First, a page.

How Mr. Bush can make new role believable

July 09, 2002|By Molly Ivins

AUSTIN, Texas - Our personal trainer the president, up and running after his colonoscopy (I did not need to know about that), is trying out a new role - Scourge of Corporate Misbehavior.

"Hard to believe" barely begins to hint at the surrealism of this development.

The Bush people are going to force us to take this nonsense seriously. I guarantee we will soon be hearing about the Pepster's long-cherished populist beliefs.

Ever since the man told us he was the Father of the Texas Patients' Bill of Rights (which he first vetoed and then refused to sign), I have been resigned to the Queen of Hearts quality of his political act. Just grab a flamingo and get ready to play croquet here.

In the interest of lending some verisimilitude to this new pose - Dubya Does Nader - let us pass lightly over Mr. Bush's own business career, including insider dealing and the time he dumped his Harken Energy stock just before the announcement that the company was going bankrupt.

And let's also pass over his six-year record as governor of Texas, an unbroken stretch of kissing corporate butt, including firing an agency head for enforcing state law against one of Mr. Bush's biggest contributors.

Instead, let us concentrate on the repairable. A few things the Pepster can do to bolster his brand-new image as a champion against corporate malfeasance. How to Pretend to Be a Populist in 10 easy steps:

Appoint someone to head the SEC who has not spent his career as a lawyer for accounting firms, including advising them to destroy documents in case of lawsuit. Chairman Harvey Pitt has been criticized even by The Wall Street Journal's editorial page, not a bastion of flaming liberalism, for being too easy on his old accounting clients and for having lost all credibility after his meeting with Xerox's auditor.

Stop the government loans to Enron, which is still manipulating Third World energy markets while applying for $125 million in taxpayer money from the Inter-American Development Bank.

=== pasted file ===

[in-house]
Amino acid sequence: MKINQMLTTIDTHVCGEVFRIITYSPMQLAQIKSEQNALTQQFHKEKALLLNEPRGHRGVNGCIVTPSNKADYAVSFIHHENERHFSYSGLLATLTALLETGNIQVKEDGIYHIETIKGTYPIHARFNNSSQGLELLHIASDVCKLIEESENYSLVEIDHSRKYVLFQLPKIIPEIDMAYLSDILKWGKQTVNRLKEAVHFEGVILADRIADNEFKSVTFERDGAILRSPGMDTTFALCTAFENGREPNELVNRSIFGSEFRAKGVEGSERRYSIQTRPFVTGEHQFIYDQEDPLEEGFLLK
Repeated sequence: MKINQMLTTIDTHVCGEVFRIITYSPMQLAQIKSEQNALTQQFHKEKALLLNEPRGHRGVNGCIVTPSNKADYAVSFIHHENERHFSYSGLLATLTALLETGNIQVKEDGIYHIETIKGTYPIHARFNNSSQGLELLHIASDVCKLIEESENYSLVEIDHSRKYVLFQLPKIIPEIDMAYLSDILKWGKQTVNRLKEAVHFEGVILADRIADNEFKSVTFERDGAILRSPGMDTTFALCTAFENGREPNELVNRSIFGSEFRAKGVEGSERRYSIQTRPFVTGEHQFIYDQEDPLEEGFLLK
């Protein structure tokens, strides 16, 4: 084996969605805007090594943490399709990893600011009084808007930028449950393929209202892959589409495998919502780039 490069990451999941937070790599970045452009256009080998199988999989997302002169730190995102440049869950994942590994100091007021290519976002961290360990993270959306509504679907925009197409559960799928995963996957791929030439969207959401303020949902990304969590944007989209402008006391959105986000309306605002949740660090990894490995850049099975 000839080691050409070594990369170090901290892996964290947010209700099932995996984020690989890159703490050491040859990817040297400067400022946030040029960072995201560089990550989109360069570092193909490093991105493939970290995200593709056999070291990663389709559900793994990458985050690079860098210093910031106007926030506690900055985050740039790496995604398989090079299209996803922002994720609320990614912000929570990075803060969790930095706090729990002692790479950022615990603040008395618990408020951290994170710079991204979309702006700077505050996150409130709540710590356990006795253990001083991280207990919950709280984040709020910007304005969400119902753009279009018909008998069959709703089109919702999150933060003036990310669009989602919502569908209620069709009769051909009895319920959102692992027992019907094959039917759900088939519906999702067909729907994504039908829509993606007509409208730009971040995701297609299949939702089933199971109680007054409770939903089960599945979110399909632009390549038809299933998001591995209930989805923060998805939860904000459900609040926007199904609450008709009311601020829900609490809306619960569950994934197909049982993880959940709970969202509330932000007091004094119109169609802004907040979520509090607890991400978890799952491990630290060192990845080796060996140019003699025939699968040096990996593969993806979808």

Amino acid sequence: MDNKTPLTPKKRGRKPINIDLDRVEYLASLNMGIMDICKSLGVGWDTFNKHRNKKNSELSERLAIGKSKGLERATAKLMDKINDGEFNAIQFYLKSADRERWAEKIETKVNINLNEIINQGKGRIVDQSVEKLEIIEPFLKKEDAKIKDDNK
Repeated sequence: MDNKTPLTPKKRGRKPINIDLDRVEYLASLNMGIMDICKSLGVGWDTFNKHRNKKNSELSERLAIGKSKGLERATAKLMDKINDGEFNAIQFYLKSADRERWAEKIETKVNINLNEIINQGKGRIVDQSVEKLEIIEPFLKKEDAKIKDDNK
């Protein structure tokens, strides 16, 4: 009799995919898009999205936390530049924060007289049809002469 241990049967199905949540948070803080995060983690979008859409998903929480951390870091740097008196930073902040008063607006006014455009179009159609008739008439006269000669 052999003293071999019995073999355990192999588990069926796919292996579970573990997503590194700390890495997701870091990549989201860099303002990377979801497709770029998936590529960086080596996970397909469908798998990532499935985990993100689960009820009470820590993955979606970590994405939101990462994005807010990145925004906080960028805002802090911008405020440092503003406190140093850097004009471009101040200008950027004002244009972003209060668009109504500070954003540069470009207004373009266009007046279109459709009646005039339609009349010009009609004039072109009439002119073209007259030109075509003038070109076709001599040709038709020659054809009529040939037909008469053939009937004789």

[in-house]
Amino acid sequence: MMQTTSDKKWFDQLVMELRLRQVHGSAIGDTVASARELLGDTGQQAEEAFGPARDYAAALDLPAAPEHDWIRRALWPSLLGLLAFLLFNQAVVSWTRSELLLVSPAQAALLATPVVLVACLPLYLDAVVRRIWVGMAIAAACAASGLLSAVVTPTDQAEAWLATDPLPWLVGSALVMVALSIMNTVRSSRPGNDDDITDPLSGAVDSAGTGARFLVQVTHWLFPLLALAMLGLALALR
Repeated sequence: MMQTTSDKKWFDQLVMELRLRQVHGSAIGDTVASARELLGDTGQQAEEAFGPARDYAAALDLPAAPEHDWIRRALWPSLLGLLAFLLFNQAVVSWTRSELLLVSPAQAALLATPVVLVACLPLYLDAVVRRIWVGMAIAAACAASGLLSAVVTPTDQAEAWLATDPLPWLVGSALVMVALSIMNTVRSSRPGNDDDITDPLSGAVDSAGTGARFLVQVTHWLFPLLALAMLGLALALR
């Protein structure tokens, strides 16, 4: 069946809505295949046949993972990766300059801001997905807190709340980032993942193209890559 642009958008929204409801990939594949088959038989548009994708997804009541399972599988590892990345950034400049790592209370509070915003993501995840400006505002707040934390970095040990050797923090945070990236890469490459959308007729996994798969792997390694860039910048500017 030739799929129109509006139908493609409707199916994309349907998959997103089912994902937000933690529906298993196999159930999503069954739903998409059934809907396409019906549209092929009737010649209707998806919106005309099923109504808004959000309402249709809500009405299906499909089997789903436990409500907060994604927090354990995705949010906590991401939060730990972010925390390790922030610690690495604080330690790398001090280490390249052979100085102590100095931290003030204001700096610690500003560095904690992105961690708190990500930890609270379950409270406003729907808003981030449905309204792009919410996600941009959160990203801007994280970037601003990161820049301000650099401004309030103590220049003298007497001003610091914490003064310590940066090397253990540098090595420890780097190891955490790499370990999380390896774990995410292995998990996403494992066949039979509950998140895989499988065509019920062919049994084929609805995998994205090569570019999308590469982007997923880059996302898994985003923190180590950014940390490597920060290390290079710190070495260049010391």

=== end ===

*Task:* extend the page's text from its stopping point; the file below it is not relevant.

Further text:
Come out in favor of the Sarbanes bill, now stuck in the Senate. It's the only serious proposal to deal with corporate chicanery - the Republican plans are a sick joke.

Stop actively working with the business lobby to block the accounting reforms that would prevent Enron from happening again.

In order to avoid the appearance that you have been bought outright by corporate contributions, try not to make a recess appointment to the Federal Elections Commission of someone who has long sworn to oppose every effort at campaign finance reform and who is now destroying the McCain-Feingold bill.

As you stated in your hilarious radio address, "We must have rules and laws that restore faith in the integrity of American business." So how about reinstating the Clinton policy, which you reversed last year, against giving government contracts to corporations that have repeatedly violated federal laws?

Supporting the repeal of the alternative minimum tax is probably not smart when giant corporations are already paying less in taxes than the janitors who clean their floors.

It's not a good time to push for repeal of the estate tax benefiting only the richest 2 percent of Americans.

Your proposal to relax New Source Review standards at the Environmental Protection Agency stinks: It allows dirty coal-fired power plants and the nation's other biggest polluters to operate indefinitely and to increase their pollution by massive amounts.

Next, do something about the other 90-odd actions taken by your administration to help polluters since January 2001, including shifting the cost of cleaning up Superfund waste sites from the polluters to the taxpayers and the recent EPA decision to reverse a 25-year-old policy that flatly forbids dumping mining and other industrial solid waste into the nation's waterways.

Allowing industry to increase profits at the expense of the public's health and the nation's natural heritage does not fit the "higher calling" to which you said business should aspire.

Molly Ivins is a columnist for the Fort Worth Star-Telegram.

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